This story was co-published with New York Magazine.
The Department of Homeland Security is investigating whether the civil rights of a Long Island teenager were violated when immigration officials used admissions he made to police as an informant to mark him for deportation to a likely death.
Henry’s case came to the attention of investigators earlier this month after ProPublica published his story in partnership with New York Magazine. Henry was 17 when he decided to inform on his gang, MS-13. He thought authorities could help him start a new life. Instead, police turned Henry’s file over to Immigration and Customs Enforcement, which arrested him last August as part of an anti-gang sweep. He was sent to a New Jersey jail with the very MS-13 members he had been informing on.
After the story ran, the Department of Homeland Security’s office of civil rights and civil liberties, which looks into complaints of abuse by ICE, reached out to Henry’s immigration lawyer to ask for his last name, which was withheld in the story to protect the teen’s identity. The office confirmed this week it had opened an investigation into how Henry was treated.
ICE officials put information Henry gave police into an unsealed memo explaining why the agency detained him. Henry says the MS-13 members he remains locked up with have been demanding to see the incriminating memo. ICE said this month it has stopped creating detention memos like Henry’s, in part because they can become public and put detainees’ lives in danger.
Non-citizens have many of the same basic rights as citizens, including the right to due process and equal protection under the law. Henry’s lawyer, Bryan Johnson, said the investigation suggests the Department of Homeland Security is concerned that ICE has become overly aggressive as it pushes to boost arrests.
“They reached out to me on their own — I’ve never seen that before,” Johnson said. “ICE just threw this kid under the bus. What’s the purpose of detaining him when he was assisting in this investigation? And if this is their policy, how many other kids are out there like this?”
An ICE spokesperson declined to comment. If the civil rights office finds wrongdoing, it can recommend policy changes. If ICE does not implement those changes, the office can take the matter up with Department of Homeland Security leaders. In recent years, the office has acted as a watchdog and pressured ICE to improve medical care and meals in detention centers, ensure that detainees have access to their lawyers, and stop the wrongful arrests of people whose deportation orders had been overturned.
The inquiry comes as Henry is fighting to stay in the country. He entered the U.S. legally and was awaiting a final decision on his asylum case when he was arrested. His final hearing was to take place earlier this month, but a judge who seemed receptive to his claim postponed the decision until a second hearing on May 22.
Henry first asked his high school English teacher to help him escape the gang in 2016. She went to school administrators, administrators passed Henry on to the police, and police connected him to the FBI Gang Task Force. His English teacher and school superintendent have now agreed to testify on his behalf. Henry’s FBI Task Force handler and his school resource officer submitted an affidavit, but ICE is objecting to the statement.
In the wake of the story, Henry has also been granted a new bail hearing, set for the day of the asylum decision. The same judge had previously denied his bail request, but is giving Henry another chance in light of new testimony. If the judge approves Henry’s asylum claim and the government appeals, he can still be released on bond.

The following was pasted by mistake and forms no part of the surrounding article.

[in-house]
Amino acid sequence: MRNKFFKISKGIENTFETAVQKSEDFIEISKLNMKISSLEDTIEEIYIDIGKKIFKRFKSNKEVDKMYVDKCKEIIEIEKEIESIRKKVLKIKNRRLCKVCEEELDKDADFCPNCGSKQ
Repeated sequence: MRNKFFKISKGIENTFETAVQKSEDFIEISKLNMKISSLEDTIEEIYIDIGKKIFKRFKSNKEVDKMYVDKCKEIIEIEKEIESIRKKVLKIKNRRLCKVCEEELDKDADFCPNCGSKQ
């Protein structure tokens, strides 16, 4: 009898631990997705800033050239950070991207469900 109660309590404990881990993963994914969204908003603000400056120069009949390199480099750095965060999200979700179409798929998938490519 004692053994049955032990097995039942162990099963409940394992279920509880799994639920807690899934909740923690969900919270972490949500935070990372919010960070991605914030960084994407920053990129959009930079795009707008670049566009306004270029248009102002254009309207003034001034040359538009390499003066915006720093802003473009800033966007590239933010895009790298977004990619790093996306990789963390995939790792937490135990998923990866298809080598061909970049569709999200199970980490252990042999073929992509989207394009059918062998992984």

Henry started the month expecting to be deported to El Salvador, where gang members had told him he would be killed for informing. He credits pressure from readers with saving his life. If he is ordered to leave the U.S., he plans to use $20,000 readers have donated to find refuge in another country. He said that if he is released, he would like to be able to look up at the sky. He has not been allowed yard privileges in New Jersey. He also wants to call his family in El Salvador.
“I’d call my grandmother and tell her I’m okay. Maybe I could study a little, and start making up the year I missed in high school. I’d like to take all this help and start a new life,” he said.
Henry’s case highlights a shift advocates have been warning about since President Donald Trump took office and cast gang violence as a symbol of the dangers of illegal immigration. Trump has frequently talked about gang killings on Long Island, and applauded ICE and the Suffolk County police for stepping up efforts to target young immigrants suspected of MS-13 ties for deportation.
Unlike the FBI’s Long Island Gang Task Force, which does not share information for use in these anti-gang roundups, the police department’s policy is to turn over whatever information immigration enforcement officials request. The New York Civil Liberties Union filed a lawsuit earlier this month to force the department to disclose its written guidelines for sharing information about immigrants.
“I think everyone deserves to know,” said Irma Solis, director for the group’s Suffolk County chapter. “We’ve seen this with a lot of students.”
The Suffolk police told ProPublica that law enforcement agencies are obligated to share information, but the department has implemented a new policy in which it provides ICE with information on police letterhead, as opposed to turning over entire files.
On Wednesday, New York Gov. Andrew Cuomo issued a cease and desist letter to ICE, warning immigration agents to stay away from state property. He called the agency’s recent raids unconstitutional.
The governor commented separately on Henry’s case. “I don’t know why you would punish a person who was being an informant and was being helpful,” he said.